Jul-Aug 2004 Table of Contents

BALANCING ACT

Managing Family Dynamics

Unseen family phantoms can accompany you and your patients into the exam room.

Fam Pract Manag. 2004 Jul-Aug;11(7):70.

Family medicine promotes caring for the patient within the context of the family. While family members may not physically accompany a patient into the exam room, many physicians realize the family’s influence is omnipresent. Gaining the family’s support while maintaining your focus on what’s best for the patient can be a delicate balancing act. Consider the following key questions, which will help you maneuver among the family dynamics that influence the physician-patient relationship.

1. What are the family’s past medical experiences? Does the family have a history of positive or negative interactions with physicians and the health care system? I once knew a father and son who believed that a physician was the cause of their wife/mother’s death. Their experience will certainly make any future encounters with physicians more difficult.

2. What stressors are impacting the patient’s family? Families go through various stages and phases. Birth, death, illness, marriage and divorce are just some of the events that can throw a family into transition. During these times, families often get stuck emotionally or experience intense stress. For example, being a caretaker of a parent with Alzheimer’s may be causing a patient’s irritability with you or your office staff. Being aware of major family events will help you to better empathize with and care for your patients.

3. Where did that zinger come from? When the intensity to an interaction is greater than normal or when you get blindsided by a patient’s anger or other emotions, consider whether conflicts and concerns from the family are spilling over into the office visit. For example, you may be catching the leftover emotion of an argument a patient had with his or her spouse that morning.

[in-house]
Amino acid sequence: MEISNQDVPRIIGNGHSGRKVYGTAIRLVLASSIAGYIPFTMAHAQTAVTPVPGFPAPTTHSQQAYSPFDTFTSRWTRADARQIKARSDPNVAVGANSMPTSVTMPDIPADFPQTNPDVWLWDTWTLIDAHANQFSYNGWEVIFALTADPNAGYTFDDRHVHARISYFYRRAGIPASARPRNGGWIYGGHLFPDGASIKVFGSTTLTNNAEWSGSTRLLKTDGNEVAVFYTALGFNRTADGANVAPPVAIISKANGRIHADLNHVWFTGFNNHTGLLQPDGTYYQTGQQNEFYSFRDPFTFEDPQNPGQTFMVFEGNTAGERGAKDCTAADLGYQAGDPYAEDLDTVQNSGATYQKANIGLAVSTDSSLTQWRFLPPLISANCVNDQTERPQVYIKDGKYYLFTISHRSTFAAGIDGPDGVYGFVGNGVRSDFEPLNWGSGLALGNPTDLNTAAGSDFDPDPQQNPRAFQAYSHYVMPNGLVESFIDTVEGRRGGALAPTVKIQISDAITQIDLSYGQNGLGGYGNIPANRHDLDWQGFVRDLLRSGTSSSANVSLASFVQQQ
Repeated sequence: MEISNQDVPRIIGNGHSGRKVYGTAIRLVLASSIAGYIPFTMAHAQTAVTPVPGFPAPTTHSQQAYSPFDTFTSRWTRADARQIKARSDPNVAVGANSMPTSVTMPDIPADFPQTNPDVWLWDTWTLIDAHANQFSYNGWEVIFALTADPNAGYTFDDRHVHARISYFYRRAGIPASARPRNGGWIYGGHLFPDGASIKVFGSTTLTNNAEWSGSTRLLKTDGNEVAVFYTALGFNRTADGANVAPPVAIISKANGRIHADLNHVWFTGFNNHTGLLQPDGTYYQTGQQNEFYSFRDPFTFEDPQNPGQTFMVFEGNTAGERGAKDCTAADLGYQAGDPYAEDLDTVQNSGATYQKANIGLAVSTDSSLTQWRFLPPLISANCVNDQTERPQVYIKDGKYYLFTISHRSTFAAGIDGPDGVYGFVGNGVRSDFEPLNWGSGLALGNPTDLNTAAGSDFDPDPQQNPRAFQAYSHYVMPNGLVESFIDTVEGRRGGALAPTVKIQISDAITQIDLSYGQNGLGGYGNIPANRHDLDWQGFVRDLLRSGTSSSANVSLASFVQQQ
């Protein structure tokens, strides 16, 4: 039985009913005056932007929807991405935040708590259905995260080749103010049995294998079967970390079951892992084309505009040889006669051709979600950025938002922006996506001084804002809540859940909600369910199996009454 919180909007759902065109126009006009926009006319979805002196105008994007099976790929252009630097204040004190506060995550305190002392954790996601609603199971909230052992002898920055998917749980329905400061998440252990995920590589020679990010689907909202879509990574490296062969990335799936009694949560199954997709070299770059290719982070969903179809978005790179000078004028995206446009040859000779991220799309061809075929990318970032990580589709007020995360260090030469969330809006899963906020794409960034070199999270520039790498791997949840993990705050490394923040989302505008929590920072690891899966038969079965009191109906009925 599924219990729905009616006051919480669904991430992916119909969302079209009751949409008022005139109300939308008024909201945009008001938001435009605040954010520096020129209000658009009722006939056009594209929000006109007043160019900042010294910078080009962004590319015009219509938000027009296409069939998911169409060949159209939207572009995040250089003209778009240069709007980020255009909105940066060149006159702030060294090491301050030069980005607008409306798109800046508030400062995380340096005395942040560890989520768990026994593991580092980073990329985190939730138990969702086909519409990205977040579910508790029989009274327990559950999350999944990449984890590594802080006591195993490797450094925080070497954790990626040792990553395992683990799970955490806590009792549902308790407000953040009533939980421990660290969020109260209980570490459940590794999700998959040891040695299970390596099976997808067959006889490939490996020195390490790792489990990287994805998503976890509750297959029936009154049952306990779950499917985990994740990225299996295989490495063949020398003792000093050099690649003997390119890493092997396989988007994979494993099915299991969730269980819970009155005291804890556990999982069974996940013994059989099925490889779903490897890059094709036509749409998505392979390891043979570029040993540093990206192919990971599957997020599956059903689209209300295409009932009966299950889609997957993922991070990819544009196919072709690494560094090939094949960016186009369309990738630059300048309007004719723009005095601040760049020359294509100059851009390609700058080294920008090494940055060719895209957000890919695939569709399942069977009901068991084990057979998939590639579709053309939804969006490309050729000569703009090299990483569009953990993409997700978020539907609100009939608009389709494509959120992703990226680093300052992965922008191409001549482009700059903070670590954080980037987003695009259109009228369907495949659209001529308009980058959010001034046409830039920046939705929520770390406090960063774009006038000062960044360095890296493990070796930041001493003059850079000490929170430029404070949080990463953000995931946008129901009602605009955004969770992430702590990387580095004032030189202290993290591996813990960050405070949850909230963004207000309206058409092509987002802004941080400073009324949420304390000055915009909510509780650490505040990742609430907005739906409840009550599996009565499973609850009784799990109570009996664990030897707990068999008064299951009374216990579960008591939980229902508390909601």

4. What are the family’s medical beliefs? Does this family have a rule that you don’t see a physician unless you are on your deathbed? How does this family explain illness (e.g., God’s way of punishing people, the result of bad behaviors, or the sick person’s own fault)? A family’s medical beliefs will color how your patient interacts with you.

5. Who in the family is the “health expert”? Almost every family has an unofficial health expert who plays a vital role in the family’s health habits and behaviors. While he or she may not have any formal medical education, this is the person you want on your side – or at least want to know about. If this family member’s advice contradicts yours, guess whose advice will likely be ignored?

6. What does the family expect from you? Do they consider you a member of their family? Do they keep you at a distance? Do they share secrets with you? Do they expect you to be constantly available to them? Are their expectations realistic? How do their expectations fit with your expectations? What can be done to bridge any differences in expectations that may be leading to disappointment? Discrepant expectations can lead to misunderstandings, confusion and disagreements. Knowing what the patient and the family of the patient expect provides a starting point for clearer communication and negotiation and, thus, enhanced care and compliance.

7. Who in your own family is an unseen presence in the exam room? We may think that physicians and medical professionals are above countertransference, but all of us bring our past relationships into the patient encounter to some degree. Something as simple as a lack of sleep can make us overly reactive to our emotions. During these times, our own past relationships and relational situations may heavily influence our interactions with patients. When we are overly reactive or too intense, it should signal to us that we need to take a step back and get a grip. This may mean politely disengaging and leaving the room for a minute.

A step in the right direction

Maneuvering among phantom family members in the exam room is an intricate dance, but one you can learn to do by asking the questions above. The first step is to become aware of their unseen presence. Only by acknowledging the influence family members have on our patients can we prevent ourselves from inadvertently stepping on someone’s toes.

Dr. McBride is director of behavioral medicine at Floyd Medical Center Family Practice Residency in Rome, Ga.

Send comments to fpmedit@aafp.org.

Conflicts of interest: none reported.

Copyright © 2004 by the American Academy of Family Physicians.
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